Mercury Rising 鳯女

Politics, life, and other things that matter

How the financial crisis happened: The contribution of regulatory failure

Posted by Charles II on September 27, 2014

Michael Lewis’ piece (via Truthout:

The reporter, Jake Bernstein, has obtained 46 hours of tape recordings, made secretly by a Federal Reserve employee, of conversations within the Fed, and between the Fed and Goldman Sachs. The Ray Rice video for the financial sector has arrived.

First, a bit of background — which you might get equally well from today’s broadcast as well as from this article by ProPublica. After the 2008 financial crisis, the New York Fed, now the chief U.S. bank regulator, commissioned a study of itself. This study, which the Fed also intended to keep to itself, set out to understand why the Fed hadn’t spotted the insane and destructive behavior inside the big banks, and stopped it before it got out of control. The “discussion draft” of the Fed’s internal study, led by a Columbia Business School professor and former banker named David Beim, was sent to the Fed on Aug. 18, 2009.

It’s an extraordinary document. There is not space here to do it justice, but the gist is this: The Fed failed to regulate the banks because it did not encourage its employees to ask questions, to speak their minds or to point out problems.

ProPublica’s article by Jake Bernstein.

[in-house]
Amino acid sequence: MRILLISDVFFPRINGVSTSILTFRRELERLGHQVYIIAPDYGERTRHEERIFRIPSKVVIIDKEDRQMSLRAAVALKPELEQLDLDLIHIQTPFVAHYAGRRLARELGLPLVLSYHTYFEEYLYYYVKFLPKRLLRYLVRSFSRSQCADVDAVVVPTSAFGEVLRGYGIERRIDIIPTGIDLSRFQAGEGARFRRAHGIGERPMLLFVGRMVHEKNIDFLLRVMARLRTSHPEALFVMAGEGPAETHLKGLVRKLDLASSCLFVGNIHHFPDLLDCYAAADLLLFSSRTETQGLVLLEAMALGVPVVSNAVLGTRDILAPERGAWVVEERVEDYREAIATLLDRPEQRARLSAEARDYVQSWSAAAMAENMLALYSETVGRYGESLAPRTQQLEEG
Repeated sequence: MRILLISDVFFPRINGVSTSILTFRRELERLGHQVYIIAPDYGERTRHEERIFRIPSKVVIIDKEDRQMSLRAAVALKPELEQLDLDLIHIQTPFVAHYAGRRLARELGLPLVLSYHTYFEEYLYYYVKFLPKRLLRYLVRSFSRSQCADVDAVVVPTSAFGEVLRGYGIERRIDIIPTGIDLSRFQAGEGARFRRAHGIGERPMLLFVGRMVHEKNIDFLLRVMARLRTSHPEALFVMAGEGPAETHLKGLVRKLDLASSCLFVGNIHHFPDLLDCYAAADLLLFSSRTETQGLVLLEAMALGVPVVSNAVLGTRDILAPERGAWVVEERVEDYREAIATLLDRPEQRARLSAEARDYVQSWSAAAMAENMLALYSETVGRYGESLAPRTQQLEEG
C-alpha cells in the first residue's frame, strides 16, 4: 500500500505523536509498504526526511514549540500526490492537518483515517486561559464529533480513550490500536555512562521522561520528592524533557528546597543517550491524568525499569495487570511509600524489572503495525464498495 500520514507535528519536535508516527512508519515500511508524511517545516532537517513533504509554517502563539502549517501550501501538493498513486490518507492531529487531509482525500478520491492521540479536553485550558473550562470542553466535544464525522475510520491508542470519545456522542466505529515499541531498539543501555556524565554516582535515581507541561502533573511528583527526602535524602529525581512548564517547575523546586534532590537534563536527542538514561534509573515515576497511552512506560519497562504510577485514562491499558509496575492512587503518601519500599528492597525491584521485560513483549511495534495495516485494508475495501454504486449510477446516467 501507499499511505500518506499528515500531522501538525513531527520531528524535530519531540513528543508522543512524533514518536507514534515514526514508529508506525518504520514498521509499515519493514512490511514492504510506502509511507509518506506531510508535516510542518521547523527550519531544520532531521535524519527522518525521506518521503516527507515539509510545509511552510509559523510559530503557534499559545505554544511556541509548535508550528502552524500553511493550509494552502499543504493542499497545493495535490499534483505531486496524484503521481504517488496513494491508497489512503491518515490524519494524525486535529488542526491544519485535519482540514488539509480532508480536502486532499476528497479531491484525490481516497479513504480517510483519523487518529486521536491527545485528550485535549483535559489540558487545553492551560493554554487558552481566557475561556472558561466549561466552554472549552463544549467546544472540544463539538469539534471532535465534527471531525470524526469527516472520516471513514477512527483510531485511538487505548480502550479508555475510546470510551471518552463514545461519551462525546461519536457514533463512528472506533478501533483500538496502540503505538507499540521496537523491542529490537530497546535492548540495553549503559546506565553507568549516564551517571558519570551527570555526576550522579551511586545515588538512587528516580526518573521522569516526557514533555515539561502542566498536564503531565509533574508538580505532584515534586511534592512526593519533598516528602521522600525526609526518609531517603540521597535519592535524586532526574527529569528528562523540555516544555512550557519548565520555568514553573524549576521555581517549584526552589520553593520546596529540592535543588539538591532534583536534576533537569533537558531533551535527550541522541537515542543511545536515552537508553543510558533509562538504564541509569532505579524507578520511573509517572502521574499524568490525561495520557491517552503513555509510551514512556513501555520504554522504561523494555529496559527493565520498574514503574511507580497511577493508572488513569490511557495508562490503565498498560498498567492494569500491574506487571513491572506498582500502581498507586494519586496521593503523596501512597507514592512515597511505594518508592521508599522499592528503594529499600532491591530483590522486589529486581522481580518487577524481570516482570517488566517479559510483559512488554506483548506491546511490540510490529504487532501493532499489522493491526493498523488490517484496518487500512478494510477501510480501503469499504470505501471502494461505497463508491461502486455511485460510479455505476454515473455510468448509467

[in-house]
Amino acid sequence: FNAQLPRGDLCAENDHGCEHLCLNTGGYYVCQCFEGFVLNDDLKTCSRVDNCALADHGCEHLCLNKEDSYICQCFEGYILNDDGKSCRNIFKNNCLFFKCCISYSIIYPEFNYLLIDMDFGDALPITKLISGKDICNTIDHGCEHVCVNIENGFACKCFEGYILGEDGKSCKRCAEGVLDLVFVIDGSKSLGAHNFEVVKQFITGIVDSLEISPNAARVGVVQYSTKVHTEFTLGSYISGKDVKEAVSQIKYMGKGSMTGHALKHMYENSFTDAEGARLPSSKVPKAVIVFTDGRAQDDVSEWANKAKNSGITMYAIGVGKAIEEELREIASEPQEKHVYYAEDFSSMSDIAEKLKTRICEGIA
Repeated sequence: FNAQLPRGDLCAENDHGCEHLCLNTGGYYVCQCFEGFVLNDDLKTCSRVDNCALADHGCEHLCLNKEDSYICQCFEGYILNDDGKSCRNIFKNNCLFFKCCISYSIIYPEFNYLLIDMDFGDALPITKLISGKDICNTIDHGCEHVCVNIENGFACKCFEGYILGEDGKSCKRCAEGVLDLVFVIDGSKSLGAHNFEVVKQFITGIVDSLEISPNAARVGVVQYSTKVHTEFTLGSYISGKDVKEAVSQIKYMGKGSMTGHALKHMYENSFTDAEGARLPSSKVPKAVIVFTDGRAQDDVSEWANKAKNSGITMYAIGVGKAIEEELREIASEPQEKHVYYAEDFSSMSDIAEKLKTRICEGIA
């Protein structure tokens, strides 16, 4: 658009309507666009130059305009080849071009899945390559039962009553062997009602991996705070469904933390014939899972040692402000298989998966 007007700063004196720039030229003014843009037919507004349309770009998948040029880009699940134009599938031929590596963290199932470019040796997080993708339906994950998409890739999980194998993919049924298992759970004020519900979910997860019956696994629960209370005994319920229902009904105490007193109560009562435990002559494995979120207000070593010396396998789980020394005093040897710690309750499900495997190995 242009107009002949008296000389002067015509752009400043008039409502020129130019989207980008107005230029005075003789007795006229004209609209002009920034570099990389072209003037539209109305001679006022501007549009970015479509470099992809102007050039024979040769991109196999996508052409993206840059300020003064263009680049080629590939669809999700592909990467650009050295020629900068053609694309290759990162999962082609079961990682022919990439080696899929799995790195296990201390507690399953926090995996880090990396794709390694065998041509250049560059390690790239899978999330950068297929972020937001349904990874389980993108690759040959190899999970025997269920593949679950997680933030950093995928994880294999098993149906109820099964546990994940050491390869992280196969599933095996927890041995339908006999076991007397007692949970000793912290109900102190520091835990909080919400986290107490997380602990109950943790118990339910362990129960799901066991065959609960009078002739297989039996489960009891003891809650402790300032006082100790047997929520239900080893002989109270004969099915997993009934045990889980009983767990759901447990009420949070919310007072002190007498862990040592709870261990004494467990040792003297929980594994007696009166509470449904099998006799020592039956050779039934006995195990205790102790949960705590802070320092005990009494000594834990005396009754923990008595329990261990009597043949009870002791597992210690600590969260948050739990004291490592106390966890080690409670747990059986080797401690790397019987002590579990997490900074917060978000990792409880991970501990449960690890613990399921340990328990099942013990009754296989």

As it appeared on WBEZ

536: The Secret Recordings of Carmen Segarra
SEP 26, 2014
An unprecedented look inside one of the most powerful, secretive institutions in the country. The NY Federal Reserve is supposed to monitor big banks. But when Carmen Segarra was hired, what she witnessed inside the Fed was so alarming that she got a tiny recorder and started secretly taping.


2 Responses to “How the financial crisis happened: The contribution of regulatory failure”

  1. Well look, the Federal Reserve Bank of New York is privately owned by the banks and serves only as agent of the Federal government. So the actual employer of said regulators is the private banking system they regulate.

    • Charles II said

      I don’t think it’s that simple, Mahakal.

      The Chairman of the Board of the NY Fed:

      Emily K. Rafferty is president of the Metropolitan Museum of Art, the largest art museum in the United States, where she oversees administrative staff of 1,500 full- and part-time employees and serves ex officio on its Board of Trustees

      The full board includes many people who are in/of the banking industry, but many others. As you can see, Class B and C directors cannot be employees of banks (including directors or CEOs), although they are chosen by member banks. So there is some outside influence.

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